"Margaret, are you grieving
Over Goldengrove unleaving?"
With that question, Gerard Manley Hopkins begins his poem "Spring and Fall to a Young Child," a lyrical, honest look at the message of mortality that is carried in every falling leaf.
The changing cycles of nature, now spread so beautifully across the landscape in many parts of the country, provide the kinds of moments that parents, like poets, can use to help their children learn about death. That's an important task, one that is easier to do before some crisis or loss produces the inevitable and sometimes unanswerable questions that spring so readily from curious children.
Considering the kind of world we live in, children need those teaching moments more than ever, says Dr. Therese Rando, a clinical psychologist in Rhode Island who specializes in bereavement counseling. Traumatic accidents, random criminal violence, the threat to Americans in the Middle East -- these are ways in which death can touch any of us and that can be difficult for children to cope with, especially when they have been given no understanding of death beforehand.
Dr. Rando sees nature as a useful tool in introducing children to the concept of death. It helps them "perceive it not as something foreign, but as part of an ongoing process." It's important, she says, to help children understand that death is not something rare or strange, but rather a natural part of the life cycle.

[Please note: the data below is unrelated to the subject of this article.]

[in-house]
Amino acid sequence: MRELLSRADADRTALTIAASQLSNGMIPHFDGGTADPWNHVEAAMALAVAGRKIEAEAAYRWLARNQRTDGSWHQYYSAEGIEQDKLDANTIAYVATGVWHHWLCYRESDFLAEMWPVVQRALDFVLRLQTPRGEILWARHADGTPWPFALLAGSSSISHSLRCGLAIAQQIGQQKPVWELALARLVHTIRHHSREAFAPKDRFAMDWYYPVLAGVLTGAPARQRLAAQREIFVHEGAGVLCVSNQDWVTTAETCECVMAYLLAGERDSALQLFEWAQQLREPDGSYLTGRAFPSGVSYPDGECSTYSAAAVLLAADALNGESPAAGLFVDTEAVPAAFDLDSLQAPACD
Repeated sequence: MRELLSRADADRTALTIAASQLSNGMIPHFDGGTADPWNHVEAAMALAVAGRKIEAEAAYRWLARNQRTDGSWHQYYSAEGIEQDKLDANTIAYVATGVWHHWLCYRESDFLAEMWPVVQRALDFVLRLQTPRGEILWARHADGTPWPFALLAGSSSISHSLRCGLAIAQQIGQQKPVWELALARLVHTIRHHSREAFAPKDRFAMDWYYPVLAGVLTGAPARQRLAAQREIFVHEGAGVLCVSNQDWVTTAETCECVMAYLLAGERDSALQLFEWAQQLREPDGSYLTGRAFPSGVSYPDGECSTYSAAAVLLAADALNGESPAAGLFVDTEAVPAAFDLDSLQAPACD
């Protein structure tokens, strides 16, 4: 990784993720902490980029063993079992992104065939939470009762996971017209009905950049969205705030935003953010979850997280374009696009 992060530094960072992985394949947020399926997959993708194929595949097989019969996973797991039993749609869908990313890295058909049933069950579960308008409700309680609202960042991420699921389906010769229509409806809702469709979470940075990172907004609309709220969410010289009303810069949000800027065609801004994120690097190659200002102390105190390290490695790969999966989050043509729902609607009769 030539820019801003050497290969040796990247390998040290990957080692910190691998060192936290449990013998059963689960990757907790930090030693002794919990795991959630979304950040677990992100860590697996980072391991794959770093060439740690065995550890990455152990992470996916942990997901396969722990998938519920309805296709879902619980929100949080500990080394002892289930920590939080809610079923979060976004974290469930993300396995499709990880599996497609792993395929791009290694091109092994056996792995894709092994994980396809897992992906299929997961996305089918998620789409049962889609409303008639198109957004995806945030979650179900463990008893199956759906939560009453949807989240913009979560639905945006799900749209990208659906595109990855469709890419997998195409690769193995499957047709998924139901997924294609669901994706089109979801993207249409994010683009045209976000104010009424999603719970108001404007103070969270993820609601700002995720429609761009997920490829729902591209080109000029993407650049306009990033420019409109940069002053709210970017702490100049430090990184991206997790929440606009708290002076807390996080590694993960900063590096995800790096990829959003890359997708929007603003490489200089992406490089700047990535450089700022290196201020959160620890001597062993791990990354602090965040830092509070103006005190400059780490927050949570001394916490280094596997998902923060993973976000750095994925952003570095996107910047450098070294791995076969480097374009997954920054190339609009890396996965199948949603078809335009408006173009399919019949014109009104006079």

Nature offers these lessons, these teaching moments, in many vivid ways. A walk through the woods, leaf-raking in the yard, watching squirrels collecting nuts for a long winter of hibernation, birds flying south -- any of these things can spur a conversation about the seasons that govern our lives, about times to be born and times to die, about the fact that being mortal means that life is not one endless summer.
Dr. Rando adds an important cautionary note. Adults often draw comfort from the theme of death and rebirth, from the fact that leaves die and fall from the tree but come springtime, those limbs will bud again with green. But the hope we find in knowing that spring will come again can confuse children, who often find it hard to understand the finality of death. She cites the example of a mother whose 4-year-old acknowledged the fact that his uncle was dead, then promptly asked: "So how long will Uncle John be dead? When will he be back?"
The cycles of nature -- death and rebirth -- are reflected in the larger story of humankind. Each of us has only a small chapter of that sweeping saga.
Yet even though our lives are limited by mortality, death doesn't rob them of their meaning. That's an important part of the message, one that adults need to remember and that children need to hear. Coming to terms with mortality is an important step in understanding what a special gift each life -- and each day of that life -- can be.
Leaves fall in the autumn, then miraculously reappear in the springtime. But the new leaves are different leaves. The continuity we see around us is in fact built on constant change. In Hopkins' words:
"It is the blight man was born for,
It is Margaret you mourn for."
Send your comments and questions about death and dying to Sara Engram, Mortal Matters, The Evening Sun, P.O. Box 1377, Baltimore, Md. 21278
Universal Press Syndicate